- Company A can produce units of ethylene from units of natgas
- Company B can produce units of polyethylene from units of ethylene
- Company C can produce units of tupperware from units of polyethylene

You may notice that these weird made-up cost functions look suspiciously similar to steps 1, 2 and 3 in our function from the previous section. Indeed, from the previous section tells us how much tupperware can be made from a given amount of natgas: we compute how much ethylene can be made from the natgas (step 1, company A), then how much polyethylene can be made from the ethylene (step2, company B), then how much tupperware can be made from the polyethylene (step 3, company C).

Each company wants to maximize profit. If company 3 produces units of tupperware (at unit price ) from units of polyethylene (unit price ), then their profit is : value of the tupperware minus value of the polyethylene. In order to maximize that profit, we set the derivative to zero, then mutter something about KKT and pretend to remember what that means:

`Company C: `

We’ve assumed competitive markets here: no single company is large enough to change prices significantly, so they all take prices as fixed when maximizing profit. Then, at a whole-industry-level, the above formula lets us compute the price of polyethylene in terms of the price of tupperware.

*Compute prices just like derivatives.*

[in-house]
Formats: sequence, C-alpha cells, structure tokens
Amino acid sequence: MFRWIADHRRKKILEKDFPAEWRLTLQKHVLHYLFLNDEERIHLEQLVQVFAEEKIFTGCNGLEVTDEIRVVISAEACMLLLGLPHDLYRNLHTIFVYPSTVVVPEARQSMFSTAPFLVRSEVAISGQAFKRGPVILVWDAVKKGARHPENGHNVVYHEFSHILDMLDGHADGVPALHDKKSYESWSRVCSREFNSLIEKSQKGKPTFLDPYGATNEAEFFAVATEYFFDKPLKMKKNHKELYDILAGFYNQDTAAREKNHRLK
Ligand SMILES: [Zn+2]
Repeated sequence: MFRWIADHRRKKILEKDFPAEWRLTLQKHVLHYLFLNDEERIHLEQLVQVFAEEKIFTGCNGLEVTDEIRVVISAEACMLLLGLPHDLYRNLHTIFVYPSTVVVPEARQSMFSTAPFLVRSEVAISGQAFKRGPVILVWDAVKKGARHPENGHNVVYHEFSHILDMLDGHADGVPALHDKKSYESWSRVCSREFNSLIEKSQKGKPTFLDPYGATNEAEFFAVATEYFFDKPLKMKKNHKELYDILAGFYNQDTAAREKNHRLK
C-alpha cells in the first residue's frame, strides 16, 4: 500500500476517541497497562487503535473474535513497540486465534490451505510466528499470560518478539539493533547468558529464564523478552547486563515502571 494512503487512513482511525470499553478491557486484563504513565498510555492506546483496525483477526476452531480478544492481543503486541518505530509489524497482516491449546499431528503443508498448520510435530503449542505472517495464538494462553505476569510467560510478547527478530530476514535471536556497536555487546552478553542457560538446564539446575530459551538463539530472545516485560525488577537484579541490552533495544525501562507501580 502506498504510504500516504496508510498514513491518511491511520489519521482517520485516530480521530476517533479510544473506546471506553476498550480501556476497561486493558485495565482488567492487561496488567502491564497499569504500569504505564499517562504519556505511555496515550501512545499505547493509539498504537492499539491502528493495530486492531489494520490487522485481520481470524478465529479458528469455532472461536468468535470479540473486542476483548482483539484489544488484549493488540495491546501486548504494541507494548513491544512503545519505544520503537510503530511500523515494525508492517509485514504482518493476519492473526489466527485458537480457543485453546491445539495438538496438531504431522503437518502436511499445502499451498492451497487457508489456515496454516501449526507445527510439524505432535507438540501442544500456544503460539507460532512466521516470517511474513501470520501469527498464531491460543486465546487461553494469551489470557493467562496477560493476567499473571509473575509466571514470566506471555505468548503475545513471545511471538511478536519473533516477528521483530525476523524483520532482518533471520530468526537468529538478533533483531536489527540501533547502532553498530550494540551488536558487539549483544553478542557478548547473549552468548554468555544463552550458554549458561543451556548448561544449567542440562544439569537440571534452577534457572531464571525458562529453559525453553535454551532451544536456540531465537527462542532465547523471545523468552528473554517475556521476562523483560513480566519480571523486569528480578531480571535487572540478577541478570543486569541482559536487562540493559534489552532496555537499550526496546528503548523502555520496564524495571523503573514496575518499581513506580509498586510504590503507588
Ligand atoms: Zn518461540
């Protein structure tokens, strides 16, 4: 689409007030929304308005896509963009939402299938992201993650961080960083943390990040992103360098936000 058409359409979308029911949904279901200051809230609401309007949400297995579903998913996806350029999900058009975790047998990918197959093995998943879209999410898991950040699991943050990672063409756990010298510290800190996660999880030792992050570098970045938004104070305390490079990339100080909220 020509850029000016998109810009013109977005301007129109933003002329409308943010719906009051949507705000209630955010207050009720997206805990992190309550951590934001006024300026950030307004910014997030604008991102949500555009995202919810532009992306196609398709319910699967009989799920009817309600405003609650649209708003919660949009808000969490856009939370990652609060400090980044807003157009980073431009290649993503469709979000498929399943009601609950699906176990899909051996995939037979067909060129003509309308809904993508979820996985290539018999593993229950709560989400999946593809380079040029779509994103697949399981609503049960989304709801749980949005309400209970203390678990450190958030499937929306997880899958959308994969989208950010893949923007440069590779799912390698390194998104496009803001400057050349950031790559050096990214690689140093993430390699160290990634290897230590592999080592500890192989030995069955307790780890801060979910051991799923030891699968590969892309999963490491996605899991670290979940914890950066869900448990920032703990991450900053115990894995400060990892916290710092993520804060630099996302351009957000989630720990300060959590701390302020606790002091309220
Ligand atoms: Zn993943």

Well, now we can work back up the supply chain. Maximize profit for company B, then company A:

`Company B: `

` `

Company A:

Notice that these formulas are exactly the same as the formulas we used to compute in the previous section. Just replace by , by , etc — the price of the intermediate good is just the derivative of the production function with respect to that good. (Actually, the price is *proportional* to the derivative, but it’s equal if we set the price of tupperware to 1 — i.e. price things in tupperware rather than dollars.)

So the math is the same, but how physically realistic is this picture? I'll talk about that more in a future post, but the main idea is that we've so far assumed the market is at equilibrium. Once we look at out-of-equilibrium markets, the behavior isn't just distributed backpropagation - it's distributed gradient descent.

To sum it all up: we can **think of profit-maximizing firms in a competitive market at equilibrium as a distributed backpropagation algorithm**. Each firm “backpropagates” price information from their output prices to their input prices. Next post will extend this to non-equilibrium markets, and we'll see how the math maps to physical causality.

¹In ML we usually have multiple inputs, in which case we compute the gradient. Other than single-variable, I’ve also simplified the example by only reading each variable in one line, strictly sequentially — otherwise we sometimes need to update the derivatives in place. All of this also carries over to price theory, for supply chains with multiple inputs which can be used in multiple ways.